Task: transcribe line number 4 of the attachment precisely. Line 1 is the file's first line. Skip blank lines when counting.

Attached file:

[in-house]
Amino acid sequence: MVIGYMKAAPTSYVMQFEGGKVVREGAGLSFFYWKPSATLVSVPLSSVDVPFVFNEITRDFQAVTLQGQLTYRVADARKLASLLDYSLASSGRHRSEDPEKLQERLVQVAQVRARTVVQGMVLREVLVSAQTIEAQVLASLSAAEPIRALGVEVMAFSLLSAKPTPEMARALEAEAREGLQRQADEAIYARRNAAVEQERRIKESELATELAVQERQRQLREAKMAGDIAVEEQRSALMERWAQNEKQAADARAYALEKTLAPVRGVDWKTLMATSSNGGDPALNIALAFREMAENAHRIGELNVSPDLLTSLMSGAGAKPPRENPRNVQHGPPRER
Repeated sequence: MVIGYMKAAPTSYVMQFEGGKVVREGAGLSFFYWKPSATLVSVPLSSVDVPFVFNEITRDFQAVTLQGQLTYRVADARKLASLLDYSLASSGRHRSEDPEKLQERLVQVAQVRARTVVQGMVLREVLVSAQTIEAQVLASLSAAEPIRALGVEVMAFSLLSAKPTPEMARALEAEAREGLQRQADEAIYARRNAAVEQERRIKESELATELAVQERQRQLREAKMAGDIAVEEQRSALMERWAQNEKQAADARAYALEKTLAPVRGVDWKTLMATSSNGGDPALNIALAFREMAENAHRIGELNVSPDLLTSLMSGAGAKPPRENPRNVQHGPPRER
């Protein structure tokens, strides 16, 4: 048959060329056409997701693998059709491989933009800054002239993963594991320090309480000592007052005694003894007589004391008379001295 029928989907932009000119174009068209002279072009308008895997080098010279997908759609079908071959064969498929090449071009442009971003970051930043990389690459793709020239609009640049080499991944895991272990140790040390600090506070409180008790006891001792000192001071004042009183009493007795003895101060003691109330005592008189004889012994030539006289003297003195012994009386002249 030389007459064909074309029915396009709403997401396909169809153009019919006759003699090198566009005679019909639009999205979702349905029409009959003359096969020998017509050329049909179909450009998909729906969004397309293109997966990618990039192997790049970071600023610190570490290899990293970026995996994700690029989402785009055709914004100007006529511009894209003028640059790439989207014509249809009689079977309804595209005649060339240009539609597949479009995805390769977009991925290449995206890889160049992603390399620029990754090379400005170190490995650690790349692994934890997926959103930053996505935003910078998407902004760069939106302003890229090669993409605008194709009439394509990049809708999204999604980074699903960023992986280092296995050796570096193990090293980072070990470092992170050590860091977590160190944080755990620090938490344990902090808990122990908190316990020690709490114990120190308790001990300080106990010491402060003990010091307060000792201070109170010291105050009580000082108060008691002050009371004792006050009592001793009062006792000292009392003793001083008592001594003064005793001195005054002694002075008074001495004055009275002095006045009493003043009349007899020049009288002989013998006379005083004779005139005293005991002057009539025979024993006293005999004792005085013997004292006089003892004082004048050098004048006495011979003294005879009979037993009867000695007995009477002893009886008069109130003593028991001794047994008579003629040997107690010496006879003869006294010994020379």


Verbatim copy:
């Protein structure tokens, strides 16, 4: 048959060329056409997701693998059709491989933009800054002239993963594991320090309480000592007052005694003894007589004391008379001295 029928989907932009000119174009068209002279072009308008895997080098010279997908759609079908071959064969498929090449071009442009971003970051930043990389690459793709020239609009640049080499991944895991272990140790040390600090506070409180008790006891001792000192001071004042009183009493007795003895101060003691109330005592008189004889012994030539006289003297003195012994009386002249 030389007459064909074309029915396009709403997401396909169809153009019919006759003699090198566009005679019909639009999205979702349905029409009959003359096969020998017509050329049909179909450009998909729906969004397309293109997966990618990039192997790049970071600023610190570490290899990293970026995996994700690029989402785009055709914004100007006529511009894209003028640059790439989207014509249809009689079977309804595209005649060339240009539609597949479009995805390769977009991925290449995206890889160049992603390399620029990754090379400005170190490995650690790349692994934890997926959103930053996505935003910078998407902004760069939106302003890229090669993409605008194709009439394509990049809708999204999604980074699903960023992986280092296995050796570096193990090293980072070990470092992170050590860091977590160190944080755990620090938490344990902090808990122990908190316990020690709490114990120190308790001990300080106990010491402060003990010091307060000792201070109170010291105050009580000082108060008691002050009371004792006050009592001793009062006792000292009392003793001083008592001594003064005793001195005054002694002075008074001495004055009275002095006045009493003043009349007899020049009288002989013998006379005083004779005139005293005991002057009539025979024993006293005999004792005085013997004292006089003892004082004048050098004048006495011979003294005879009979037993009867000695007995009477002893009886008069109130003593028991001794047994008579003629040997107690010496006879003869006294010994020379």